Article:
A challenge to The City’s Van Ness Bus Rapid Transit project was shot down Wednesday night, in a blow to those looking to preserve trees and historic trolley poles on Van Ness Avenue.
The fight pitted residents who wanted to preserve historic fixtures against transit advocates and others interested in paving the way for faster bus service for thousands.
The trolley poles were first constructed in 1915 for the Pan Pacific International Expo, which drew thousands to San Francisco’s Marina district.
The San Francisco Board of Appeals voted down an appeal by the City’s Historic Preservation Commission, which previously granted the San Francisco Municipal Transportation Agency permission to remove trees and historic trolley poles for the construction of traffic medians as part of the Van Ness Bus Rapid Transit project.
The project would convert the two center lanes of Van Ness Avenue into red-painted bus-only lanes, and construct medians that act almost like train stops, in an effort to speed up Muni’s 47 and 49 bus lines.
The Historic Preservation Commission issued SFMTA a “certificate of appropriateness” to allow the project to move forward in November last year, but it was conditional. The SFMTA was told to preserve four of the historic trolley poles — two in front of City Hall, and two in front of the War Memorial building, and to create a plaque commemorating their historic significance.
The Board of Appeals decision to deny the appeal upholds the Historic Preservation Commission’s original decision to allow the SFMTA to continue, conditionally, with the Van Ness BRT project.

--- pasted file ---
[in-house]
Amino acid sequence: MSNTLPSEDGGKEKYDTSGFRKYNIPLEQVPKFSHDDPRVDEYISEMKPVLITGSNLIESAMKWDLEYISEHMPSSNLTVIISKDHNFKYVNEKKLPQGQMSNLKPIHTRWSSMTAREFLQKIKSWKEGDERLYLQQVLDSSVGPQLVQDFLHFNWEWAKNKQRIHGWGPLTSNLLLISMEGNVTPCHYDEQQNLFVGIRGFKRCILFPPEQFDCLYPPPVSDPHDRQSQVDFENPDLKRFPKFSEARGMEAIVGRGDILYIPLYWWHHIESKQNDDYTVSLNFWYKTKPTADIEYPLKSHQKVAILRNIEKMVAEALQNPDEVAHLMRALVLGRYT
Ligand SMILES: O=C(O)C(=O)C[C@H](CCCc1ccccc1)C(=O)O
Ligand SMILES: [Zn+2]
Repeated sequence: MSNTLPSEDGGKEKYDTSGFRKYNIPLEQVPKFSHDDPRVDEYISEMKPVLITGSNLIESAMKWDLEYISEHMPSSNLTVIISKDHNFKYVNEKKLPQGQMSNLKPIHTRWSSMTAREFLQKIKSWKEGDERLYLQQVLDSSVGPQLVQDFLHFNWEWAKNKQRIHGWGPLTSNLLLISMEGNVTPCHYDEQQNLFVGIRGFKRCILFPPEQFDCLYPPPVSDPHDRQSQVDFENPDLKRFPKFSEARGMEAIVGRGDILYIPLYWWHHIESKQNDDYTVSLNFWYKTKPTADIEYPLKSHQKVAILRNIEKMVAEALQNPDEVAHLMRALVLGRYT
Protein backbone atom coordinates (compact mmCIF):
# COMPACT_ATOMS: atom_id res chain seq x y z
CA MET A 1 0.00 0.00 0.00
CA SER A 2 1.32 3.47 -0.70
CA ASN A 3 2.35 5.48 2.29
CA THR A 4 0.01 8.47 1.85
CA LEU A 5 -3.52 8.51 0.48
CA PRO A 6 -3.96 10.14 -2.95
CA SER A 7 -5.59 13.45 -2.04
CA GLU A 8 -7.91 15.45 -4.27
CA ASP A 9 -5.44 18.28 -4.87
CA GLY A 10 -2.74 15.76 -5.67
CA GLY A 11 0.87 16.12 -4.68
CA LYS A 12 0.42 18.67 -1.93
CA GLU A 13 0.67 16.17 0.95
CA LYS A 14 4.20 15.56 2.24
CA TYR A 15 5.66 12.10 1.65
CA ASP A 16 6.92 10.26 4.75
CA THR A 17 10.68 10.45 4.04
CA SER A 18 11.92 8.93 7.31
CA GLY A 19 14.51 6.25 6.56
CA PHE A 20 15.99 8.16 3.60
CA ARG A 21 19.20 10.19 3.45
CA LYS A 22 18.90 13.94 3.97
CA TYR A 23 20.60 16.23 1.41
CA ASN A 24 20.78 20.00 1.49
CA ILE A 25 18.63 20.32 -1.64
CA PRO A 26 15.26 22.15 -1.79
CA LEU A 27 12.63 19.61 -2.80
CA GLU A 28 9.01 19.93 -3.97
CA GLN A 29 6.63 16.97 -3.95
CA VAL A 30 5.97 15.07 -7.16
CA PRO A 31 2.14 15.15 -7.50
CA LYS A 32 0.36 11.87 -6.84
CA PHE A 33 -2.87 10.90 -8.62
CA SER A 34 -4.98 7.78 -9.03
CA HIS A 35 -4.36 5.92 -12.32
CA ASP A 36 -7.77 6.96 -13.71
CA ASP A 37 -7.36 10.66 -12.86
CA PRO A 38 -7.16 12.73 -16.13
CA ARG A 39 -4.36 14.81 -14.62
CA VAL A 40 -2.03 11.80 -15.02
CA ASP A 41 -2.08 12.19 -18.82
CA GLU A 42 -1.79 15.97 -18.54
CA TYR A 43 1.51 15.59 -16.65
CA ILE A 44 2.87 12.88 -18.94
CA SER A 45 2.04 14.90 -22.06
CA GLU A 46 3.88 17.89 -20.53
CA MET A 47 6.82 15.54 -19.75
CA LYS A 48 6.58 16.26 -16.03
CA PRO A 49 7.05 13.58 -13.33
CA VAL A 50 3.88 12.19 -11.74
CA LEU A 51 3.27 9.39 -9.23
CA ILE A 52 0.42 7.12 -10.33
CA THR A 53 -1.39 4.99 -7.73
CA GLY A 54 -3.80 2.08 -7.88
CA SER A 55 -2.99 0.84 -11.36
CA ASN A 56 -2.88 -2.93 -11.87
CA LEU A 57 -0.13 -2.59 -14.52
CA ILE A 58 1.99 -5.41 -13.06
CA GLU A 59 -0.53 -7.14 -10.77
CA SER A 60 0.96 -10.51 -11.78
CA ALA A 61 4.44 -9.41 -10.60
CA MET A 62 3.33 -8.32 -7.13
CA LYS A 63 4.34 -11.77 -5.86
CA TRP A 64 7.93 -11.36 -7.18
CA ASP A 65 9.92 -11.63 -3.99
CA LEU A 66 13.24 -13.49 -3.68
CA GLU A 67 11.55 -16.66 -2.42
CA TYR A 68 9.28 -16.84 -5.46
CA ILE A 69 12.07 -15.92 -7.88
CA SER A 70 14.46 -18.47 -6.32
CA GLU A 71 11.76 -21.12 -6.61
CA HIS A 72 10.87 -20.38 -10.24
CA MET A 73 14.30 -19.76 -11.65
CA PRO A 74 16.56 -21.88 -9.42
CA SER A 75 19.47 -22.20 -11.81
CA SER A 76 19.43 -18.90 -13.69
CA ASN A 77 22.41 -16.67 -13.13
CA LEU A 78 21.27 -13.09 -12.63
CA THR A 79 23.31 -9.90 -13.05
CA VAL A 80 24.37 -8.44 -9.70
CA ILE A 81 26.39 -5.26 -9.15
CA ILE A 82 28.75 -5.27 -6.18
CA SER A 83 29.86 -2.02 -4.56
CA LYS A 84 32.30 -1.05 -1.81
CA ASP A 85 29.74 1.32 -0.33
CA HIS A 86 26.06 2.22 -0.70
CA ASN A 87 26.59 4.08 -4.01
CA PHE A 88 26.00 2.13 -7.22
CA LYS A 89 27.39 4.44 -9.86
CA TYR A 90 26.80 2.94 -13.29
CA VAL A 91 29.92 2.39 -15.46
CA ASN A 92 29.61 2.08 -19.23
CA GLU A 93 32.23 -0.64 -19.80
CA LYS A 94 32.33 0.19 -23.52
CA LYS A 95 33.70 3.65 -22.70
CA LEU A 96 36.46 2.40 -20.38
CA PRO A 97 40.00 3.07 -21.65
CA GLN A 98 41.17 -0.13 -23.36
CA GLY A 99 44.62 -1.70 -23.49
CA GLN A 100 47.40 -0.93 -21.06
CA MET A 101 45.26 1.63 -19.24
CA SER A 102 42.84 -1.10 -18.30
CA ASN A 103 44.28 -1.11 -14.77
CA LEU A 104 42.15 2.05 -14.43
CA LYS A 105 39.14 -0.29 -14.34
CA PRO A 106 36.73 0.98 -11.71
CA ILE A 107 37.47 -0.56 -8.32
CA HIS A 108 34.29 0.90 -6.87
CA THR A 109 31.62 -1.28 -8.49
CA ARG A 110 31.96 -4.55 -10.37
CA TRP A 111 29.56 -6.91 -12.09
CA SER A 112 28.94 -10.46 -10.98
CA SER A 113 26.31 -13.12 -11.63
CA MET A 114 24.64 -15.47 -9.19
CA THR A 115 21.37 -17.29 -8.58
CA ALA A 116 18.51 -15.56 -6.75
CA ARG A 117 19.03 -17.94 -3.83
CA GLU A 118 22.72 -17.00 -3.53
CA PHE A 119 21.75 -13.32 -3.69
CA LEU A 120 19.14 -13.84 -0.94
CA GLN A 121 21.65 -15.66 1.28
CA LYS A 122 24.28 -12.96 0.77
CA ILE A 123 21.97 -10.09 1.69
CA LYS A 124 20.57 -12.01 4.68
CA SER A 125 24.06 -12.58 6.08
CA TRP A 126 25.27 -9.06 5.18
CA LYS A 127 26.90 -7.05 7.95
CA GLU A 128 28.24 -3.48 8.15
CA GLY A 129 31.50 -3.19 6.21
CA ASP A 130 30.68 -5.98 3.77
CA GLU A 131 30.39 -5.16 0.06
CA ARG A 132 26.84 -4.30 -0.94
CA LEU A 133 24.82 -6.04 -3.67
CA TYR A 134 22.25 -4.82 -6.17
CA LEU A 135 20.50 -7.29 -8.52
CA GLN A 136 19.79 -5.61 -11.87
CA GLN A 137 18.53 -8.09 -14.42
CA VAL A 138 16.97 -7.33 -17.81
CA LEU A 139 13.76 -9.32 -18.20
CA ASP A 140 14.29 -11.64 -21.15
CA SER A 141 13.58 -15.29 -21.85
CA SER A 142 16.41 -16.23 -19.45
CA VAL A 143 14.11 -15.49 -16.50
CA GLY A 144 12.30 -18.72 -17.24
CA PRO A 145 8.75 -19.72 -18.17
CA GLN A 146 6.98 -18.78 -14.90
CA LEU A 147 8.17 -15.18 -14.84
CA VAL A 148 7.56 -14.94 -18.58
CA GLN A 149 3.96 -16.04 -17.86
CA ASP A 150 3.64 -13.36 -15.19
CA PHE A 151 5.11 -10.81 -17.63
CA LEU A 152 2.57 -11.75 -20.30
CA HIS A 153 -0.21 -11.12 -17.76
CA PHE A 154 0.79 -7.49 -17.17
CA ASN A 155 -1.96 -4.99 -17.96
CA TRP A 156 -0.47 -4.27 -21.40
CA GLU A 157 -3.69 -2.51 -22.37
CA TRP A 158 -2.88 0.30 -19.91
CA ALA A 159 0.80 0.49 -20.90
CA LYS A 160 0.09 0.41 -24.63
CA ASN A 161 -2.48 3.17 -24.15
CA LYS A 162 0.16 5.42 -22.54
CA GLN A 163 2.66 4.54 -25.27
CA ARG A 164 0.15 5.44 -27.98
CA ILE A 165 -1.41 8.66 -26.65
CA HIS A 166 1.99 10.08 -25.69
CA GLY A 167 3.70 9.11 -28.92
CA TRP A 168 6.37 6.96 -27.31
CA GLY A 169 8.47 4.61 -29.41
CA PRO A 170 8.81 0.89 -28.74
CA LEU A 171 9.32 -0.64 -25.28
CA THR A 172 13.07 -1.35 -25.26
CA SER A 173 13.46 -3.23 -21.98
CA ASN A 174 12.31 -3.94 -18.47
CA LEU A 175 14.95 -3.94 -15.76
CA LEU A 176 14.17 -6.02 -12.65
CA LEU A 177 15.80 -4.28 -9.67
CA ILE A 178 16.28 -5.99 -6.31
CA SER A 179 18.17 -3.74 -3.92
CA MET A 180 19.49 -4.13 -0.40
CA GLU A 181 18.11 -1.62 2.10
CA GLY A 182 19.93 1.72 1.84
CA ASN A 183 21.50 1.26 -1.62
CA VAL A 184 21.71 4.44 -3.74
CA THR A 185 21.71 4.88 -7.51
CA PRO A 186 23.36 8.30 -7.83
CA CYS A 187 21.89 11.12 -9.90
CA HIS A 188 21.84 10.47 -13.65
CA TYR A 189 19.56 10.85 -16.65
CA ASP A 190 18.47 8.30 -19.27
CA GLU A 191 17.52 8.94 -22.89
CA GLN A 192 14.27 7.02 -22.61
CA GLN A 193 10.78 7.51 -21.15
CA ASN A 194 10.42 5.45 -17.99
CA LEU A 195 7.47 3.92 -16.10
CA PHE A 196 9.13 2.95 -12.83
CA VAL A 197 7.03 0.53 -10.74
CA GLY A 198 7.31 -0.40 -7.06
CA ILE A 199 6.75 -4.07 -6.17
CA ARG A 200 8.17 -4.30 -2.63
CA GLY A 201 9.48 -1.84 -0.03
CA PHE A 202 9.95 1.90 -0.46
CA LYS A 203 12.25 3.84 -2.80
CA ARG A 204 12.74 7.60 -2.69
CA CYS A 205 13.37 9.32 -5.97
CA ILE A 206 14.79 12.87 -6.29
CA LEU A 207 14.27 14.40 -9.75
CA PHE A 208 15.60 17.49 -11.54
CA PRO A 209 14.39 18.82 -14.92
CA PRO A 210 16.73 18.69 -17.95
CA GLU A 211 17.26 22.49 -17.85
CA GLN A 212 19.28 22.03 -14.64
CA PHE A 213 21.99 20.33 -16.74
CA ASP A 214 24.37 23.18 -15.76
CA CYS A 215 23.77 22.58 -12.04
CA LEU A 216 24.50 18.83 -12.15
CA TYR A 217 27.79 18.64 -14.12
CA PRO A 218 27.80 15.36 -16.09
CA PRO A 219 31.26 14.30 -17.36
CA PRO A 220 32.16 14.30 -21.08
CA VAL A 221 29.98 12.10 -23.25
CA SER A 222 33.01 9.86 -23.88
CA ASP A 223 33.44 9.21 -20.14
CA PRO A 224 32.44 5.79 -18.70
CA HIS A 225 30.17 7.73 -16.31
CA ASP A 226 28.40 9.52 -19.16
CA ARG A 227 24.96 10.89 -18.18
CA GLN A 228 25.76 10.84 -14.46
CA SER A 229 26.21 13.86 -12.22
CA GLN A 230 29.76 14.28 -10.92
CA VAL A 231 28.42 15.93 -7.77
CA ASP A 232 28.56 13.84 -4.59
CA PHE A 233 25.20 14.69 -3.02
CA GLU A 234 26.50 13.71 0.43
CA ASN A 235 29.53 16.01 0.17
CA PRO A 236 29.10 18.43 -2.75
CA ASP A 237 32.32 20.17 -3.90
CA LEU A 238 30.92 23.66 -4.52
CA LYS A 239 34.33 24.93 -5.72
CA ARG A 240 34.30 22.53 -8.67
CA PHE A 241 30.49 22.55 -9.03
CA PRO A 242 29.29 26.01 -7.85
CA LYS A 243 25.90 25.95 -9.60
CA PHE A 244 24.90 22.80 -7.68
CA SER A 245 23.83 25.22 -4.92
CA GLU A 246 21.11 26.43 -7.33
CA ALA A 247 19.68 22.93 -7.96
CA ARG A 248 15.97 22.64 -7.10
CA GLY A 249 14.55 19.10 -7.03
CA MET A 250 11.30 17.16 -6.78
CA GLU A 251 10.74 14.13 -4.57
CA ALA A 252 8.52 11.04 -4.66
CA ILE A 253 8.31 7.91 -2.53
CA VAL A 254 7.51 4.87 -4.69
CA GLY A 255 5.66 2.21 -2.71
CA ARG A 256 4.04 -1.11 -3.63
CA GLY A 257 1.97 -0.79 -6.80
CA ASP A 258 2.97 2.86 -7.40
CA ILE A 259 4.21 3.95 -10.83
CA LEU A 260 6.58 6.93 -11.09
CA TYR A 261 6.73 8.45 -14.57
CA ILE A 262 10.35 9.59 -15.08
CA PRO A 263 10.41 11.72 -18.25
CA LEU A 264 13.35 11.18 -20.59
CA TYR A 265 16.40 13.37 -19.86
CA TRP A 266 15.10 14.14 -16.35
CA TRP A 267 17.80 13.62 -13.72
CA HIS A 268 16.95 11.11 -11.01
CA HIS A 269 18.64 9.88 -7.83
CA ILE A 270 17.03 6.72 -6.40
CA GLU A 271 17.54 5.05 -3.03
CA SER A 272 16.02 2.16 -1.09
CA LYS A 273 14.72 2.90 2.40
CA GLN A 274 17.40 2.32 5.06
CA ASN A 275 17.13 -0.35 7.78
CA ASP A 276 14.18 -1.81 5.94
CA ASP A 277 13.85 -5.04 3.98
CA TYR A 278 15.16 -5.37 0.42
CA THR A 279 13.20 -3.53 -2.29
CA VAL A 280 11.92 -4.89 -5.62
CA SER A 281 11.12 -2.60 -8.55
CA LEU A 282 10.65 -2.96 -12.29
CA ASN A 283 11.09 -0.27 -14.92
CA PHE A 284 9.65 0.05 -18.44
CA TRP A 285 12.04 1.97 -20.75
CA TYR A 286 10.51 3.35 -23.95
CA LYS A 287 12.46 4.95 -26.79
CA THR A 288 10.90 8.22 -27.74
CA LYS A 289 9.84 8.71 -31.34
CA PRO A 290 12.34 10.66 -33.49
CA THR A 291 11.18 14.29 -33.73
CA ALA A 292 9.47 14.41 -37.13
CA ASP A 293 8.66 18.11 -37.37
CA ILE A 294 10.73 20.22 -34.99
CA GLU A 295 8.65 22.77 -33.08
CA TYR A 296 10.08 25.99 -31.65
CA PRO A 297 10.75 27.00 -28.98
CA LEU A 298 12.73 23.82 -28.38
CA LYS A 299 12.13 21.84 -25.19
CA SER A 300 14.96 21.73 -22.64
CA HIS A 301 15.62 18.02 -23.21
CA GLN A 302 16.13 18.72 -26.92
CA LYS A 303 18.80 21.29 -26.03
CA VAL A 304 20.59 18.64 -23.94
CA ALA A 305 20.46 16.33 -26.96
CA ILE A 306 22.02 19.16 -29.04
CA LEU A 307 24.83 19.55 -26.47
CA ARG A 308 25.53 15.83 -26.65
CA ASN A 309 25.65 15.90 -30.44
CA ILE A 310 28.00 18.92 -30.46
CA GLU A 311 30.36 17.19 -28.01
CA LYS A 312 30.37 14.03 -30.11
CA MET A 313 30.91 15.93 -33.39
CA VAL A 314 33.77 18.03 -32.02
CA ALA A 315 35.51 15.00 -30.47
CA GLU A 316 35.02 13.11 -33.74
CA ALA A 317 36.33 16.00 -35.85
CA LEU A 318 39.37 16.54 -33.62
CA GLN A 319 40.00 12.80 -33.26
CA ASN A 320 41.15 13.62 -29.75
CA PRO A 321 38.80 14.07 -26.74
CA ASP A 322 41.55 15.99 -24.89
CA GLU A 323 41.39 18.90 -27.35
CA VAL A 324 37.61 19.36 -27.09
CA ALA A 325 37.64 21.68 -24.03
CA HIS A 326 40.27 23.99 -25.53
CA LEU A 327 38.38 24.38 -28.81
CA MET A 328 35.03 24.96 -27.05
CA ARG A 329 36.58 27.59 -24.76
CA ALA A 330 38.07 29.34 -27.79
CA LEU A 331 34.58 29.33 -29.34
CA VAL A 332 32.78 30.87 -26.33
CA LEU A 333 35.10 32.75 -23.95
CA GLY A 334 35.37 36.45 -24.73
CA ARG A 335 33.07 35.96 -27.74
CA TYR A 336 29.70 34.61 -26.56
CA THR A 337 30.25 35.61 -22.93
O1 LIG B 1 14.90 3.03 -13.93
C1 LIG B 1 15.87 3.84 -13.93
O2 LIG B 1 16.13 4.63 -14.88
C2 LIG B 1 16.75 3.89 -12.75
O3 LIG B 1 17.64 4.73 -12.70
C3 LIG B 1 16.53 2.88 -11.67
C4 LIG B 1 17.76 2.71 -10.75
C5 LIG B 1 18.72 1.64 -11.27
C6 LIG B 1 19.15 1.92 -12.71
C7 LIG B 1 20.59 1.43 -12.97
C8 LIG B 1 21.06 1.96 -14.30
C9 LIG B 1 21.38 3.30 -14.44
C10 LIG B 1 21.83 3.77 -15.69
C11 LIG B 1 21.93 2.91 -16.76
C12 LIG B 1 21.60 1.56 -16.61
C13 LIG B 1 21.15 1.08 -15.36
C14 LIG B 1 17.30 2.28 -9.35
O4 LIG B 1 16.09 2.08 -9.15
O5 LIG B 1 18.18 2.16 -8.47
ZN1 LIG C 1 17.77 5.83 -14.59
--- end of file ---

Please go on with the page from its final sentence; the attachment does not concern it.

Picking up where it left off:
“They need to save them, repair them, it can be done,” said Jane Edwards, a City Hall docent, who spoke during public comment to defend the trolley poles.
But the SFMTA and preservation commission both agreed — though the concrete poles are iconic, they’re also crumbling. Efforts to redesign them, or retrofit them, were deemed too expensive or unwieldy, planners said.
Referring to the poles’ deteriorating condition, Peter Gabancho, an SFMTA project manager, told the board “It’s only going to get worse.”
Deanne Delbridge, who challenged the project, also contended that more than 196 trees would be removed. However, Gabancho said at the meeting that only nine trees in the Civic Center Historic District (the area around City Hall) would be removed.
SFMTA would also plant 32 new trees in the historic district as part of the project, he said.
Neighbors were not pleased. Tim Donnelly, who is a building manager on Van Ness Avenue, said if SFMTA clear cuts trees “it’ll look like a bomb went off.”
Rick Swig, a member of the Board of Appeals, said it was important to remember that streetcars existed on Van Ness Avenue before “General Motors created a conspiracy to rip out streetcars” around the country.
By his estimation, the Van Ness Bus Rapid Transit project would restore Van Ness Avenue to its historic roots as a public transit corridor. In 1915, the Pan Pacific International Expo saw the launch of the H-streetcar line ran on Van Ness Avenue.
When the streetcar line was removed from Van Ness Avenue in the 1950s, its tracks were replaced by the trees the SFMTA is now saying it will remove.